Pledger, a 6-foot-5 guard, said that even though Team Hines is one of the favorites to win TBT this summer, both teams’ limited tournament experience will mean for a close game. 

Last year, 2-seed HBC Sickerville, which overseas legends Kyle Hines, Mike James, and Nick Calathes were set to join after the opening two rounds, was upset by 15-seed Talladega Knights in the Round of 64. The decorated trio will be on the court for Team Hines from the opening tip this summer, but that hasn’t phased Pledger and his team.

“Our chance is as good as any. That's a new team,” said Pledger. “They're just like us. They have to take it one game at a time and so do we. I think we can pull out a win.”

If Boo Williams is to knock off the 1-seed, it will be because of a tenacious defensive effort, Pledger said. 

While D2 and Boo Williams hope to make an unlikely run in their first TBT, Team Hines and Loyalty is Love want nothing less than a championship. Moore knows his team has the personnel to do so, but getting there won’t be easy, he said. He cited his team’s lack of TBT experience as a major disadvantage, especially if they advance to the later rounds.

“It's definitely going to be a challenge for us, and it's a major advantage for the teams that have been there,” said Moore. “We have no expectations of it being an easy road or our talent taking over. Experience matters and other teams have it.”

Despite Loyalty is Love’s status as a first-year team, its opponents will be fully aware of the talent on its roster. Cousins, who Moore called “the chief recruiter and connecter”, lured former Brooklyn Nets guard Markel Brown, Marquette star Darius Johnson-Odom, 2018 Israeli League champion Pierre Jackson and more to represent his squad this summer. The team’s star power will be enough to carry them to Chicago and the title, Moore said.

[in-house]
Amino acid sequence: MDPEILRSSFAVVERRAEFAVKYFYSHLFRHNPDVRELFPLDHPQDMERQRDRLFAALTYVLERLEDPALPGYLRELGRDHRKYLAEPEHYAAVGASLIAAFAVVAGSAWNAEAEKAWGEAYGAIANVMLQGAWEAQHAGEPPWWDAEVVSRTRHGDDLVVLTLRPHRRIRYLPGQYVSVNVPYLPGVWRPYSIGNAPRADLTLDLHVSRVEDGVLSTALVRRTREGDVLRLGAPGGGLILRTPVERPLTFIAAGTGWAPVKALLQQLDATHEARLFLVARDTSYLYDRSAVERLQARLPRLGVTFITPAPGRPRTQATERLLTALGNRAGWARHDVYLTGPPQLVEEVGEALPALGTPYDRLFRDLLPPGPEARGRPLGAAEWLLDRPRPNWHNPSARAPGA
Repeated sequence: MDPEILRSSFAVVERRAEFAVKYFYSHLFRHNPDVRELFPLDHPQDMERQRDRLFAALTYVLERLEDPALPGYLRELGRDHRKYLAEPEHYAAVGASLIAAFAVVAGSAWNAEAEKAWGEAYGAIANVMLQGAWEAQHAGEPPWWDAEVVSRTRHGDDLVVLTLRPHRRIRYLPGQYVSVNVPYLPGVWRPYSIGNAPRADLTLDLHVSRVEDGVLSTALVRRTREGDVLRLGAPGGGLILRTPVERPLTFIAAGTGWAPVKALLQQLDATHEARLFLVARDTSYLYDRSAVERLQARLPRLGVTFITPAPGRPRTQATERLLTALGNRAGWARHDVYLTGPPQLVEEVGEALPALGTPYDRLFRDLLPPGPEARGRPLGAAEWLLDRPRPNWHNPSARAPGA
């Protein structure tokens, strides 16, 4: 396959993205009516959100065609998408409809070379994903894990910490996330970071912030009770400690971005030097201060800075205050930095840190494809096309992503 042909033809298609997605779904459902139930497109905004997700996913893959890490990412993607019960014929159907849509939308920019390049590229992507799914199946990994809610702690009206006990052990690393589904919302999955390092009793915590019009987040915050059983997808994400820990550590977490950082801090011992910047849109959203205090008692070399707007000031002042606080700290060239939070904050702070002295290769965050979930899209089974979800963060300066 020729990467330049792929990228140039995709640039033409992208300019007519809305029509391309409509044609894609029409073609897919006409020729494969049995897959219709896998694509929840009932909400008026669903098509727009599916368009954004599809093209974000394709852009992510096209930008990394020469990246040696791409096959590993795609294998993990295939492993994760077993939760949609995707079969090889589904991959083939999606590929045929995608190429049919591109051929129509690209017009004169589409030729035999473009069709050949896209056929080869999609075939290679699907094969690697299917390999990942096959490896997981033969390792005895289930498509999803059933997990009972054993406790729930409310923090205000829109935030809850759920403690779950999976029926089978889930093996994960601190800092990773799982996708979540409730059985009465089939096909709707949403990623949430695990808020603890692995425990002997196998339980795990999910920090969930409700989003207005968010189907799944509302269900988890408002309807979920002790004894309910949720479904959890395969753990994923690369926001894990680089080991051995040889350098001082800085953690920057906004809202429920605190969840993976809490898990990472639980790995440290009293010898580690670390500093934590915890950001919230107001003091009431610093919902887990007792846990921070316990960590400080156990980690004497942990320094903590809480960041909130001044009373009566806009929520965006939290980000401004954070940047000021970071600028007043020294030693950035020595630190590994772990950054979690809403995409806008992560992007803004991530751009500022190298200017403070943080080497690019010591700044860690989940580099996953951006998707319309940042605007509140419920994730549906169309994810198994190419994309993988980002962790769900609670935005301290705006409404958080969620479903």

“It’s definitely championship or bust,” said Moore. “There’s no consolation prize for us.”

Not every first-year team is worried about its lack of experience in TBT. Team Draddy, a Manhattan alumni team, will rely on its MAAC and NCAA Tournament experience in high-pressure situations this summer, GM Kenny Bowen said. Shane Richards, Rich Williams, Zane Waterman, Rhamel Brown and Georgie Beamon -- all of who won at least one MAAC Tournament from 2014-16 -- will suit up for Team Draddy. 

In both the 2015 and 2016 MAAC Tournament, Manhattan defeated top-seeded Iona in the championship, earning the Jaspers their seventh and eighth ever NCAA Tournament appearances.

“I think having an alumni team where most of the guys have played through a similar system, if not the same system, helps a team coming in,” said Bowen. “And success in tournament play absolutely helps if you have experience in that.”

While teams like Overseas Elite, Boeheim’s Army and Golden Eagles boast experience, returning players, and some of the top talent in TBT, there is no telling what may happen in this summer’s tournament with so many new pieces in play. Among TBT’s newcomers, there is certainly no shortage of motivation or confidence, no matter who they face.

“I can tell you most guys are pretty motivated, not only financially,” said Moore. “There’s a lot of motivation for players, GMs and everybody involved to go all the way.”